Sep 5, 2012 - By Steven R. PeckA second road and bridge out of Riverton might prove too big to tackle
For years Fremont County elected leaders, business people and travelers dreamed of a "second crossing," meaning another way to drive across the Wind River from Riverton to the west.
While we humans appreciate the notion of dreams becoming reality, this idea may prove impossible. Preliminary studies haven't given planners much to go on.
Last year various citizens put their heads together and decided to take a serious run at the idea. The necessary cross sections were represented or consulted -- county government, city government, state government, transportation, construction, agriculture, emergency management, real estate and finance.
What they discovered was that this would have been a lot easier to achieve in the past than it would be now. Ideally, the time to have done it would have been when Riverton was still young. Checking news accounts from the city's founding days, local residents were so excited about getting a good bridge and suitable road across the Wind River the first time that the idea of establishing a second crossing really never crossed their minds. Doing it once was a landmark accomplishment, and a difficult one. Doing it a second time seemed not only unnecessary, but unthinkable.
Tack on a hundred years of commercial and agricultural development and private land acquisition, and whatever problems were evident in 1906 are compounded enormously.
Where would the crossing be? Who would decide? What if landowners weren't in agreement? Would tribal governments sign on? Would the land be "condemned" and seized for public right of way? On whose authority?
How far north or south could the crossing be and still be of practical use? Where would it connect back to established highways? Would it be a municipal road? A county road? A state road? Who would maintain it? Who would pay for what? What if court challenges cropped up?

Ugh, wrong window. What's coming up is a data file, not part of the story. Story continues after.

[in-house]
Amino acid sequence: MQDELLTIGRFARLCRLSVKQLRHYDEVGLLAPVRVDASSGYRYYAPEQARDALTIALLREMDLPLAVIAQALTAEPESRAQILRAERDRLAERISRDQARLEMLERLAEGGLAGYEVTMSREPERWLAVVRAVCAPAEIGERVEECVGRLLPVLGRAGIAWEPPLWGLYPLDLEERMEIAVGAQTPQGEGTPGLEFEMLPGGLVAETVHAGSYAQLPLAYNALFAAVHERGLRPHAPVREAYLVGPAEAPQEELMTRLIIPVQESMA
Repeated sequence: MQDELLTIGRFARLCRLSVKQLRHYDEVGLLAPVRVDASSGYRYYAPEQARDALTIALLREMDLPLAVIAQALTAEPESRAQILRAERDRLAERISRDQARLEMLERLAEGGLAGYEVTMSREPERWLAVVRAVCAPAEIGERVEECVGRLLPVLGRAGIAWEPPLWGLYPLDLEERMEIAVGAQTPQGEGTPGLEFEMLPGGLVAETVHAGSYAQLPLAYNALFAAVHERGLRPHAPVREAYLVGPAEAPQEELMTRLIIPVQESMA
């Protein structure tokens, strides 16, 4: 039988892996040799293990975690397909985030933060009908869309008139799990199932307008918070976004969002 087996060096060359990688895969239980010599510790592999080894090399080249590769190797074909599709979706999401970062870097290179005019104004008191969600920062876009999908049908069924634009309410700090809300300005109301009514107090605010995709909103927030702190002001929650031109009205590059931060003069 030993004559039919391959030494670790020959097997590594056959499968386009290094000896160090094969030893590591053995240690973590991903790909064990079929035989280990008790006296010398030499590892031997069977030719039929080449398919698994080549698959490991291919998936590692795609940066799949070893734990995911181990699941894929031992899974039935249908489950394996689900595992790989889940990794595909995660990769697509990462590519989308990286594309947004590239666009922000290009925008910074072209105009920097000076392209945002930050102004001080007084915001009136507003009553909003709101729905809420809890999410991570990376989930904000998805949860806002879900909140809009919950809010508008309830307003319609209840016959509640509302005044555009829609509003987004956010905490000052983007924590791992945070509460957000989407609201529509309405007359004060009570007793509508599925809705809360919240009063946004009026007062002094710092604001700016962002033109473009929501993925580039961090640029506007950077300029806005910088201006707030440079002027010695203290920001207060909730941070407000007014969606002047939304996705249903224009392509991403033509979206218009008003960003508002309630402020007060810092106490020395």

Some of these questions were easy enough to answer, and a preliminary proposal was recommended. But old questions begat new ones, and the feasibility of the project seemed perpetually in question.
This would be a hugely expensive proposition. Even studying it has run up a substantial pricetag, although costs have been covered. Once it came time to start construction, though, the dollars would be mind-boggling.
Difficult things can get done. There are examples everywhere. Sometimes a daunting concept can be brought to fruition when there is a supremely dedicated person or persons, supplemented by influence and money, to maintain the almost fanatical focus needed to carry it forward for the years -- yes, years -- required to see it through changes in the economy, political leadership, public opinion and land use sensibilities.
A breakthrough could be found. But it appears the idea of a second crossing from Riverton has not generated the kind of public enthusiasm and institutional momentum needed. Short of a major donation of land at the right point and a demanding call from the public -- not to mention an all but unprecedented commitment to cooperation among the various factions -- the planning seems unlikely to proceed much further.
Some of the best minds in our county are thinking about this, and it is an exciting idea. But one thing the analysts learned was that there is a good reason the Wind River crossing from Riverton was put where it was, when it was. It was imperative then, the location obvious, the obstacles relatively few. Now it appears that there are equally good reasons that putting a crossing anywhere else in the Riverton Valley will be difficult, perhaps inordinately so.
Editor's note: Could and should a second crossing of the Wind River from Riverton be undertaken? Write a letter to the editor: firstname.lastname@example.org or P.O. Box 993, Riverton, WY 82501
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